Isis commander of Mosul's Old City killed as government troops near key bridge over Tigris River

Civilians are streaming out of western neighbourhoods recaptured by the government, cold and hungry but relieved to be free of the militants' grip

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Iraqi government forces have killed the Islamic State commander of Mosul's Old City, as the battle for the militants' last stronghold in Iraq focused on a bridge crossing the Tigris river.

As fighting intensified on Tuesday after the previous day's heavy rains, civilians streamed out of western neighbourhoods recaptured by the government, cold and hungry but relieved to be free of the militants' grip.

Isis snipers were slowing the advance of Interior Ministry Rapid Response units on the Iron Bridge linking western and eastern Mosul but the elite forces were still inching forward, officers said.

Government forces also pushed into areas of western Mosul, Isis' last redoubt in the city that has been the de facto capital of their self-declared caliphate.

Federal police killed the military commander of the Old City, Abu Abdul Rahman al-Ansary, during operations to clear Bab al-Tob district, a federal police officer said.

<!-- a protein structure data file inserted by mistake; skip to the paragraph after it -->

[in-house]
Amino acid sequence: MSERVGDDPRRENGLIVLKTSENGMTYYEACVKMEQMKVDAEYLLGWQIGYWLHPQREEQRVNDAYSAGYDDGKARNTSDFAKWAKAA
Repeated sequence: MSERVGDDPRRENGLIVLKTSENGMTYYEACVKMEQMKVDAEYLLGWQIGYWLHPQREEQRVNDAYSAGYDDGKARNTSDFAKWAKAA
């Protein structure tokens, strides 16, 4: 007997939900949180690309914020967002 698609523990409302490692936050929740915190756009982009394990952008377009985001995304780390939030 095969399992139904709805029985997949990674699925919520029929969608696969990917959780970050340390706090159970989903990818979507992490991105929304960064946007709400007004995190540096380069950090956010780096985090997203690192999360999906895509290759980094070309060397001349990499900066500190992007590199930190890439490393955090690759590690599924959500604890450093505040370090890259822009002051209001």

With many Isis leaders having already retreated from Mosul, Ansary's death comes as blow to the militants as they defend their shrinking area of control street-by-street and house-by-house.

Capturing the Iron Bridge would mean Iraqi forces hold three of the five bridges in Mosul that span the Tigris, all of which have been damaged by the militants and US-led air strikes. The southernmost two have already been retaken.

Women and children treated for chemical weapon exposure in Mosul

"We are still moving toward the Iron Bridge. We are taking out snipers hiding in the surrounding building, we are still pushing for the Iron Bridge," Brigadier General Mahdi Abbas Abdullah of the Rapid Response force told Reuters.

Near the Mosul Museum, Iraq forces used armoured vehicles and tanks to attack snipers pinning down troops clearing areas around the bridge.

An air strike targeting one Islamic State position hit a building, engulfing nearby troops in smoke and dust.

Since starting the offensive in October, Iraqi forces with US-led coalition support have retaken eastern Mosul and about 30 per cent of the west from the militants, who are outnumbered but fiercely defending their last stronghold in Iraq.

For much of Tuesday, the troops were within 100m (330 feet) of the bridge.

"It's very key for our forces to secure the riverside and prevent Daesh militants from turning around our advancing forces," a Rapid Response spokesman said in the morning, using an Arab acronym for Islamic State.

They expected to gain control of the Iron Bridge and the nearby area by the end of the day, he said.

"Seizing the bridge will help further tighten the noose around Daesh fighters entrenched inside the old city," he said.

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